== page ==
Why Some Frictional Unemployment Is Inevitable

Frictional unemployment is often the result of changes in the demand for labor among different firms. When consumers decide that they prefer Compaq over Dell computers, Compaq increases employment, and Dell lays off workers. The former Dell workers must now search for new jobs, and Compaq must decide which new workers to hire for the various jobs that have opened up. The result of this transition is a period of unemployment.

Similarly, because different regions of the country produce different goods, employment can rise in one region while it falls in another. Consider, for instance, what happens when the world price of oil falls. Oil-producing firms in Texas respond to the lower price by cutting back on production and employment. At the same time, cheaper gasoline stimulates car sales, so auto-producing firms in Michigan raise production and employment. Changes in the composition of demand among industries or regions are called sectoral shifts. Because it takes time for workers to search for jobs in the new sectors, sectoral shifts temporarily cause unemployment.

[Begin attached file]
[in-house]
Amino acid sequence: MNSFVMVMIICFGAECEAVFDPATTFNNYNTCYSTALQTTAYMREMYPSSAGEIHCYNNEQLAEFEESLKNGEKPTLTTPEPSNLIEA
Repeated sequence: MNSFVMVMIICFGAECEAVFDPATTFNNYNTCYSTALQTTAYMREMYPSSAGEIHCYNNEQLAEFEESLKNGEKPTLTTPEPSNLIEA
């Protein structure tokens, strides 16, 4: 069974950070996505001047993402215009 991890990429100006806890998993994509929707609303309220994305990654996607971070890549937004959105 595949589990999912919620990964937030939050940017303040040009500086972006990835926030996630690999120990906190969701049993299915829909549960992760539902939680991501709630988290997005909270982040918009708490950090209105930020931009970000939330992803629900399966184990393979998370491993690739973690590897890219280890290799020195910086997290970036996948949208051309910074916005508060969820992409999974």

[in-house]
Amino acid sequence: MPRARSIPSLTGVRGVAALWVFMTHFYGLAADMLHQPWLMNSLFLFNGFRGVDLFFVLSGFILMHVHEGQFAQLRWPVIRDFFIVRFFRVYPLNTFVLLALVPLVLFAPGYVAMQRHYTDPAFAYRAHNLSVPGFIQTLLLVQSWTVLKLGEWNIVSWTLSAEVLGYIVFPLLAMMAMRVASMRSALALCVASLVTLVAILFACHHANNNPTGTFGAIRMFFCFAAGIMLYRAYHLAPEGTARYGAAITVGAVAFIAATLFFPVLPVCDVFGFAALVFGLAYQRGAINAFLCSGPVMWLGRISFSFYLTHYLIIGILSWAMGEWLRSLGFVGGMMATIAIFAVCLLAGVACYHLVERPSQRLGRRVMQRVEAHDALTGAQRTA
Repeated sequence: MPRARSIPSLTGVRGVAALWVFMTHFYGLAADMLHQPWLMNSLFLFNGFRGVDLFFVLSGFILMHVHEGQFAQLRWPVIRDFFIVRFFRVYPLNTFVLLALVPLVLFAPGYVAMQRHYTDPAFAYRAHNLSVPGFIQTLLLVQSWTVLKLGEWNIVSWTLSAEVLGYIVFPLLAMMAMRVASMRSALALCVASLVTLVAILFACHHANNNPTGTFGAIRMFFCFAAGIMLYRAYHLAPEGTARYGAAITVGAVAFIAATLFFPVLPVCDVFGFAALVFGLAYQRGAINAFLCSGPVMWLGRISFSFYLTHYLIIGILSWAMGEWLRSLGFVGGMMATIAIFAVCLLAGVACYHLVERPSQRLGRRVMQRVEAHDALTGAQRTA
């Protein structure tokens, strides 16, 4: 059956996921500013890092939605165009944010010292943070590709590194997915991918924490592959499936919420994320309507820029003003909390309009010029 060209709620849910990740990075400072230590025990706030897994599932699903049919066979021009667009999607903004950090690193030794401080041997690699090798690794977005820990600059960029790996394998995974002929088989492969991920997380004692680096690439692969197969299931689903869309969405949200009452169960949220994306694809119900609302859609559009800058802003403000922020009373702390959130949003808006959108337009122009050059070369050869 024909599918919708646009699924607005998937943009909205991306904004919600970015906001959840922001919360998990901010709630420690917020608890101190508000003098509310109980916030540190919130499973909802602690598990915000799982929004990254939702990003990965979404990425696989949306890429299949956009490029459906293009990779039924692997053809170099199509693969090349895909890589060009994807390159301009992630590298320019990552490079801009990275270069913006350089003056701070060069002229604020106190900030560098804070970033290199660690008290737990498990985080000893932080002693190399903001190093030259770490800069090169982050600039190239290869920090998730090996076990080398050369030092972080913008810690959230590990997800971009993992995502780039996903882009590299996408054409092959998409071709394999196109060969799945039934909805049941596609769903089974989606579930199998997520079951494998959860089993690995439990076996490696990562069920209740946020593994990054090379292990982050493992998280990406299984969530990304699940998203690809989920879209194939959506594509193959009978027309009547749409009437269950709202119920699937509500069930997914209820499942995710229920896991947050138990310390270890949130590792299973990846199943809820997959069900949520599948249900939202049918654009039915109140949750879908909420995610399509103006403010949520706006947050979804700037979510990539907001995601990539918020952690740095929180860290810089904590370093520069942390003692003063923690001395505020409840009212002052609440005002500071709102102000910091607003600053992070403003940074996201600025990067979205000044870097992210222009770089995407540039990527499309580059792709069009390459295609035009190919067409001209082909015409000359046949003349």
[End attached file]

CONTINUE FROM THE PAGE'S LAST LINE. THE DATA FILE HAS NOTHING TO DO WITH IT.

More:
Frictional unemployment is inevitable simply because the economy is always changing. A century ago, the four industries with the largest employment in the United States were cotton goods, woolen goods, men's clothing, and lumber. Today, the four largest industries are autos, aircraft, communications, and electrical components. As this transition took place, jobs were created in some firms, and jobs were destroyed in others. The end result of this process has been higher productivity and higher living standards. But, along the way, workers in declining industries found themselves out of work and searching for new jobs.

Data show that at least 10 percent of U.S. manufacturing jobs are destroyed every year. In addition, more than 3 percent of workers leave their jobs in a typical month, sometimes because they realize that the jobs are not a good match for their tastes and skills. Many of these workers, especially younger ones, find new jobs at higher wages. This churning of the labor force is normal in a well-functioning and dynamic market economy, but the result is some amount of frictional unemployment.

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